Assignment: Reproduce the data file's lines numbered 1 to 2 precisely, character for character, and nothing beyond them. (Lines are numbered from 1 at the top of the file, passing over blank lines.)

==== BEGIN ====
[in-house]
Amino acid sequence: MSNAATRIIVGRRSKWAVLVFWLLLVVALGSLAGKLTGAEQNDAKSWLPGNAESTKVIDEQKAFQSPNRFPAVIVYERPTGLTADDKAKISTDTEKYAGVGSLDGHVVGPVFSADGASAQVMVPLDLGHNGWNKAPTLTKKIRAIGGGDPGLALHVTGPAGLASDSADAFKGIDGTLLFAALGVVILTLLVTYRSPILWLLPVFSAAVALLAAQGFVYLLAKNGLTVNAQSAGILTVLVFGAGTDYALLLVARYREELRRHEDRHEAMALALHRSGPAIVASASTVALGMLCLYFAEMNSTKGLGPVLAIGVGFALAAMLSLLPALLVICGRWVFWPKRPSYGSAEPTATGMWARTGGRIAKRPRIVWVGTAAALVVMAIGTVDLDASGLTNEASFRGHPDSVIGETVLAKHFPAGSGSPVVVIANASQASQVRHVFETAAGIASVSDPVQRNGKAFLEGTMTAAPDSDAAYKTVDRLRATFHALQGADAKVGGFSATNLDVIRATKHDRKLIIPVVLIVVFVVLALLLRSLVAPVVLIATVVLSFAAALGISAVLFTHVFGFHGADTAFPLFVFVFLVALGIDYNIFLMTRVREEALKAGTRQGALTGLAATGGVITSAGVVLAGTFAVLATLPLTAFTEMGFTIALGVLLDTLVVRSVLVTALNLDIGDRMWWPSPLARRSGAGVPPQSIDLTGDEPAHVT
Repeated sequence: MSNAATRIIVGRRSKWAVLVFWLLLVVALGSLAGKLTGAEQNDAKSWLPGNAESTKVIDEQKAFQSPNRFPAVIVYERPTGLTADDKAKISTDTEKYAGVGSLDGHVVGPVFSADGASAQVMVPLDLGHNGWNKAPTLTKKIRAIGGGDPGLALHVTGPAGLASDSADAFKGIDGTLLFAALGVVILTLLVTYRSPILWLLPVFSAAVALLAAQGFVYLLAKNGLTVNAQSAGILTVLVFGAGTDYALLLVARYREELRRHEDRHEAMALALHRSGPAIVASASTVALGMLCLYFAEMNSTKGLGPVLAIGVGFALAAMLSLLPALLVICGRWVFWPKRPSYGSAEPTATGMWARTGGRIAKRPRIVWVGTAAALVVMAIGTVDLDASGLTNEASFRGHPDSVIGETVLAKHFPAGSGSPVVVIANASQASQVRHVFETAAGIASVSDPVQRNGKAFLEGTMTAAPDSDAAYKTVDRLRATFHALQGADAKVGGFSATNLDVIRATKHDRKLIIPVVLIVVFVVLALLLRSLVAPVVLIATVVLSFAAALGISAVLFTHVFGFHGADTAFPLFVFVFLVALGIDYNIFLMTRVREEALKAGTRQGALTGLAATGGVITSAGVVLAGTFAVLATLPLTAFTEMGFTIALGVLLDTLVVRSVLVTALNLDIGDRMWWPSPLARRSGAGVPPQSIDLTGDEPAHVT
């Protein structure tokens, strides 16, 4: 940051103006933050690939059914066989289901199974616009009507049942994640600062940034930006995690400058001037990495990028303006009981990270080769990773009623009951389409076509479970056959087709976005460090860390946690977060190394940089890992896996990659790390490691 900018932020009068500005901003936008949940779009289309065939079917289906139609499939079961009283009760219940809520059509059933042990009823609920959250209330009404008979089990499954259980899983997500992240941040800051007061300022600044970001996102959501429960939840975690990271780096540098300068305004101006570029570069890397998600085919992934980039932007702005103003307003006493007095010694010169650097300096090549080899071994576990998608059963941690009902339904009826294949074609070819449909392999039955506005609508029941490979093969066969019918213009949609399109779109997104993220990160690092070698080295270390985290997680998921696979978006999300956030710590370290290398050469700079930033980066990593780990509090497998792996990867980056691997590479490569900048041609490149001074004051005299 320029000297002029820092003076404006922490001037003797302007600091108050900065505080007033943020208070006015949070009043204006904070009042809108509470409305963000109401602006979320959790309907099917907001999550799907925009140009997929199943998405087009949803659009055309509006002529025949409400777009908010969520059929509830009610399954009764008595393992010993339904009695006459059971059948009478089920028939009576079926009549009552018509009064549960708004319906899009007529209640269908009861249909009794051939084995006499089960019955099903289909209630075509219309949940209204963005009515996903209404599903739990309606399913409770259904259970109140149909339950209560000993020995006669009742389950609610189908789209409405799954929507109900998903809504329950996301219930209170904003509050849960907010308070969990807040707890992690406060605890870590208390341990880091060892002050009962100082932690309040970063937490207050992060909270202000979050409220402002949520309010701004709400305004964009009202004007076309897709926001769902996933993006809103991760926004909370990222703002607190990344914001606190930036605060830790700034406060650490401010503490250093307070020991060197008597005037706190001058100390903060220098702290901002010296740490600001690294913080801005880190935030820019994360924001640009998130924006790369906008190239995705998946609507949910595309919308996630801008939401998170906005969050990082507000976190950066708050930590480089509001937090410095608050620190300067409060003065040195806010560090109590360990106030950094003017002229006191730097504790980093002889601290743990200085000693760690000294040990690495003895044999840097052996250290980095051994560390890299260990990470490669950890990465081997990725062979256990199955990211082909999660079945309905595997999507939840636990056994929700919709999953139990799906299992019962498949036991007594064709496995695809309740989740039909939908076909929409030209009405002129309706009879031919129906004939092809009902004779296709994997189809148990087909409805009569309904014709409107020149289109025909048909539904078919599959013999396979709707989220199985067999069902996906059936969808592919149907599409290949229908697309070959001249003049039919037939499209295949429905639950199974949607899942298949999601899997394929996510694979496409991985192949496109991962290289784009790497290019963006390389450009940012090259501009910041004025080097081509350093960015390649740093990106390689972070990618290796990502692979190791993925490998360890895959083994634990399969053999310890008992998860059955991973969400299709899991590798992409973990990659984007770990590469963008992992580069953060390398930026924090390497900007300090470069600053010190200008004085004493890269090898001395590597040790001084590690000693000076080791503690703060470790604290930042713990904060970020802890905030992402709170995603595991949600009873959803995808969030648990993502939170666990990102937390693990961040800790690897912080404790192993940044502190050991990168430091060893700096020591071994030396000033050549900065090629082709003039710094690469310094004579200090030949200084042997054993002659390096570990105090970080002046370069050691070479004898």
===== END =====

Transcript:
[in-house]
Amino acid sequence: MSNAATRIIVGRRSKWAVLVFWLLLVVALGSLAGKLTGAEQNDAKSWLPGNAESTKVIDEQKAFQSPNRFPAVIVYERPTGLTADDKAKISTDTEKYAGVGSLDGHVVGPVFSADGASAQVMVPLDLGHNGWNKAPTLTKKIRAIGGGDPGLALHVTGPAGLASDSADAFKGIDGTLLFAALGVVILTLLVTYRSPILWLLPVFSAAVALLAAQGFVYLLAKNGLTVNAQSAGILTVLVFGAGTDYALLLVARYREELRRHEDRHEAMALALHRSGPAIVASASTVALGMLCLYFAEMNSTKGLGPVLAIGVGFALAAMLSLLPALLVICGRWVFWPKRPSYGSAEPTATGMWARTGGRIAKRPRIVWVGTAAALVVMAIGTVDLDASGLTNEASFRGHPDSVIGETVLAKHFPAGSGSPVVVIANASQASQVRHVFETAAGIASVSDPVQRNGKAFLEGTMTAAPDSDAAYKTVDRLRATFHALQGADAKVGGFSATNLDVIRATKHDRKLIIPVVLIVVFVVLALLLRSLVAPVVLIATVVLSFAAALGISAVLFTHVFGFHGADTAFPLFVFVFLVALGIDYNIFLMTRVREEALKAGTRQGALTGLAATGGVITSAGVVLAGTFAVLATLPLTAFTEMGFTIALGVLLDTLVVRSVLVTALNLDIGDRMWWPSPLARRSGAGVPPQSIDLTGDEPAHVT